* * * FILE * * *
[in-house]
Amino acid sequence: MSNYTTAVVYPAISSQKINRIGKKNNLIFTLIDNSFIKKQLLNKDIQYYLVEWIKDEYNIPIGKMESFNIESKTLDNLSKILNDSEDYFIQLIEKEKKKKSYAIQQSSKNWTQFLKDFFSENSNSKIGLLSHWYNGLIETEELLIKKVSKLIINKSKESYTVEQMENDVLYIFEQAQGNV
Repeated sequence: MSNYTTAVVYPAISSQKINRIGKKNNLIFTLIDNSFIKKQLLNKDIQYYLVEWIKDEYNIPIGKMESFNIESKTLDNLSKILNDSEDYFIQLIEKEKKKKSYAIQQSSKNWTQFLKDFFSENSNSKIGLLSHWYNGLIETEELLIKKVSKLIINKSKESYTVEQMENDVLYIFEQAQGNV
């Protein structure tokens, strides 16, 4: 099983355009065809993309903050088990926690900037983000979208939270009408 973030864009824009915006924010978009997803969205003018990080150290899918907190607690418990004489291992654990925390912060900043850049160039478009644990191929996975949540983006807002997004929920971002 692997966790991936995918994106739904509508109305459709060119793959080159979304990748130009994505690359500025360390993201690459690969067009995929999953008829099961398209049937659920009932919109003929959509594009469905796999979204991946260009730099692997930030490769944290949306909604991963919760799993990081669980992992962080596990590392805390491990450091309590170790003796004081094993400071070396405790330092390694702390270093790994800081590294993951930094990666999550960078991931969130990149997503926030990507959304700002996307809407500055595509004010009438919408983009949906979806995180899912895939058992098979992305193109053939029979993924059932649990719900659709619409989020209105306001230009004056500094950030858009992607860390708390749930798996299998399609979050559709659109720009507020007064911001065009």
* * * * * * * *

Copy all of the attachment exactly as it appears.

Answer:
[in-house]
Amino acid sequence: MSNYTTAVVYPAISSQKINRIGKKNNLIFTLIDNSFIKKQLLNKDIQYYLVEWIKDEYNIPIGKMESFNIESKTLDNLSKILNDSEDYFIQLIEKEKKKKSYAIQQSSKNWTQFLKDFFSENSNSKIGLLSHWYNGLIETEELLIKKVSKLIINKSKESYTVEQMENDVLYIFEQAQGNV
Repeated sequence: MSNYTTAVVYPAISSQKINRIGKKNNLIFTLIDNSFIKKQLLNKDIQYYLVEWIKDEYNIPIGKMESFNIESKTLDNLSKILNDSEDYFIQLIEKEKKKKSYAIQQSSKNWTQFLKDFFSENSNSKIGLLSHWYNGLIETEELLIKKVSKLIINKSKESYTVEQMENDVLYIFEQAQGNV
């Protein structure tokens, strides 16, 4: 099983355009065809993309903050088990926690900037983000979208939270009408 973030864009824009915006924010978009997803969205003018990080150290899918907190607690418990004489291992654990925390912060900043850049160039478009644990191929996975949540983006807002997004929920971002 692997966790991936995918994106739904509508109305459709060119793959080159979304990748130009994505690359500025360390993201690459690969067009995929999953008829099961398209049937659920009932919109003929959509594009469905796999979204991946260009730099692997930030490769944290949306909604991963919760799993990081669980992992962080596990590392805390491990450091309590170790003796004081094993400071070396405790330092390694702390270093790994800081590294993951930094990666999550960078991931969130990149997503926030990507959304700002996307809407500055595509004010009438919408983009949906979806995180899912895939058992098979992305193109053939029979993924059932649990719900659709619409989020209105306001230009004056500094950030858009992607860390708390749930798996299998399609979050559709659109720009507020007064911001065009």